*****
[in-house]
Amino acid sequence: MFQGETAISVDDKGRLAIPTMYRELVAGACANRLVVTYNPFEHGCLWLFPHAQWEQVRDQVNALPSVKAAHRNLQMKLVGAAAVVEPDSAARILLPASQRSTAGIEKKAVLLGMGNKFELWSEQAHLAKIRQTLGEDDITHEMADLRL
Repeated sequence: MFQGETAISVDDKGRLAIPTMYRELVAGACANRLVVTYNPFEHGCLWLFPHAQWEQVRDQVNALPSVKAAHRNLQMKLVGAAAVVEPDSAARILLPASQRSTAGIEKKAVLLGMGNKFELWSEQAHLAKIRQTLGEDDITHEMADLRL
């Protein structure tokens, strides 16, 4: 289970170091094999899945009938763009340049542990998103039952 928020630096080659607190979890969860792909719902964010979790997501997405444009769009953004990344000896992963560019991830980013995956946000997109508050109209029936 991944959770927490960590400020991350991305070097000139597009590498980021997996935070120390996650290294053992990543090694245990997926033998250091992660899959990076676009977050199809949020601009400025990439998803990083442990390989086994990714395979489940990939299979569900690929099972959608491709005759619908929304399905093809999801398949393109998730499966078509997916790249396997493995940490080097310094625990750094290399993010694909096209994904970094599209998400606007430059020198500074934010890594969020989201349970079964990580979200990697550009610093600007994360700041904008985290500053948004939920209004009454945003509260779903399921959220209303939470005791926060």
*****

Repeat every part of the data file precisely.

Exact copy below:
[in-house]
Amino acid sequence: MFQGETAISVDDKGRLAIPTMYRELVAGACANRLVVTYNPFEHGCLWLFPHAQWEQVRDQVNALPSVKAAHRNLQMKLVGAAAVVEPDSAARILLPASQRSTAGIEKKAVLLGMGNKFELWSEQAHLAKIRQTLGEDDITHEMADLRL
Repeated sequence: MFQGETAISVDDKGRLAIPTMYRELVAGACANRLVVTYNPFEHGCLWLFPHAQWEQVRDQVNALPSVKAAHRNLQMKLVGAAAVVEPDSAARILLPASQRSTAGIEKKAVLLGMGNKFELWSEQAHLAKIRQTLGEDDITHEMADLRL
């Protein structure tokens, strides 16, 4: 289970170091094999899945009938763009340049542990998103039952 928020630096080659607190979890969860792909719902964010979790997501997405444009769009953004990344000896992963560019991830980013995956946000997109508050109209029936 991944959770927490960590400020991350991305070097000139597009590498980021997996935070120390996650290294053992990543090694245990997926033998250091992660899959990076676009977050199809949020601009400025990439998803990083442990390989086994990714395979489940990939299979569900690929099972959608491709005759619908929304399905093809999801398949393109998730499966078509997916790249396997493995940490080097310094625990750094290399993010694909096209994904970094599209998400606007430059020198500074934010890594969020989201349970079964990580979200990697550009610093600007994360700041904008985290500053948004939920209004009454945003509260779903399921959220209303939470005791926060």